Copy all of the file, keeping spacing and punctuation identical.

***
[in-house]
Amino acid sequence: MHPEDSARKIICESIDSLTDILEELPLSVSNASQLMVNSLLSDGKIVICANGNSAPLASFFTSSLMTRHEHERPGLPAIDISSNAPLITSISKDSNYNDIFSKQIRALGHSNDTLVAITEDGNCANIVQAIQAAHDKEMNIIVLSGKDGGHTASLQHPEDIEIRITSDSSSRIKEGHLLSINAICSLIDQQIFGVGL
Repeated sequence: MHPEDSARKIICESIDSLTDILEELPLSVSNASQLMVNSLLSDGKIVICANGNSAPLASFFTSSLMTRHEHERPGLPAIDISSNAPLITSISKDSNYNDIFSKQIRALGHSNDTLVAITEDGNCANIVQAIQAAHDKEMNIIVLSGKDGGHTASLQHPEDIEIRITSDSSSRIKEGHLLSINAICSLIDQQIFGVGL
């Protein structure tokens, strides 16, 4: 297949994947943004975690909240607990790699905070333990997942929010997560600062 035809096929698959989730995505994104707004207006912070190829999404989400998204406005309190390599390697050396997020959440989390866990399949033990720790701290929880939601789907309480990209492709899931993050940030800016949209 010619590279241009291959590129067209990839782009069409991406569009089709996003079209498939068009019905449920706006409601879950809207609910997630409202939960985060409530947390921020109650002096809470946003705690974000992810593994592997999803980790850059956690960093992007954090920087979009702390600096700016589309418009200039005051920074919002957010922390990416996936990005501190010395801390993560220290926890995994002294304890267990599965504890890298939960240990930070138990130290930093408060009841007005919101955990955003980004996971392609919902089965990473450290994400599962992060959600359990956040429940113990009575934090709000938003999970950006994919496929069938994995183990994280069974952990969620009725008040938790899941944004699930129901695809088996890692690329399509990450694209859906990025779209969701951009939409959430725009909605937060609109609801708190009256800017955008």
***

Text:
[in-house]
Amino acid sequence: MHPEDSARKIICESIDSLTDILEELPLSVSNASQLMVNSLLSDGKIVICANGNSAPLASFFTSSLMTRHEHERPGLPAIDISSNAPLITSISKDSNYNDIFSKQIRALGHSNDTLVAITEDGNCANIVQAIQAAHDKEMNIIVLSGKDGGHTASLQHPEDIEIRITSDSSSRIKEGHLLSINAICSLIDQQIFGVGL
Repeated sequence: MHPEDSARKIICESIDSLTDILEELPLSVSNASQLMVNSLLSDGKIVICANGNSAPLASFFTSSLMTRHEHERPGLPAIDISSNAPLITSISKDSNYNDIFSKQIRALGHSNDTLVAITEDGNCANIVQAIQAAHDKEMNIIVLSGKDGGHTASLQHPEDIEIRITSDSSSRIKEGHLLSINAICSLIDQQIFGVGL
């Protein structure tokens, strides 16, 4: 297949994947943004975690909240607990790699905070333990997942929010997560600062 035809096929698959989730995505994104707004207006912070190829999404989400998204406005309190390599390697050396997020959440989390866990399949033990720790701290929880939601789907309480990209492709899931993050940030800016949209 010619590279241009291959590129067209990839782009069409991406569009089709996003079209498939068009019905449920706006409601879950809207609910997630409202939960985060409530947390921020109650002096809470946003705690974000992810593994592997999803980790850059956690960093992007954090920087979009702390600096700016589309418009200039005051920074919002957010922390990416996936990005501190010395801390993560220290926890995994002294304890267990599965504890890298939960240990930070138990130290930093408060009841007005919101955990955003980004996971392609919902089965990473450290994400599962992060959600359990956040429940113990009575934090709000938003999970950006994919496929069938994995183990994280069974952990969620009725008040938790899941944004699930129901695809088996890692690329399509990450694209859906990025779209969701951009939409959430725009909605937060609109609801708190009256800017955008």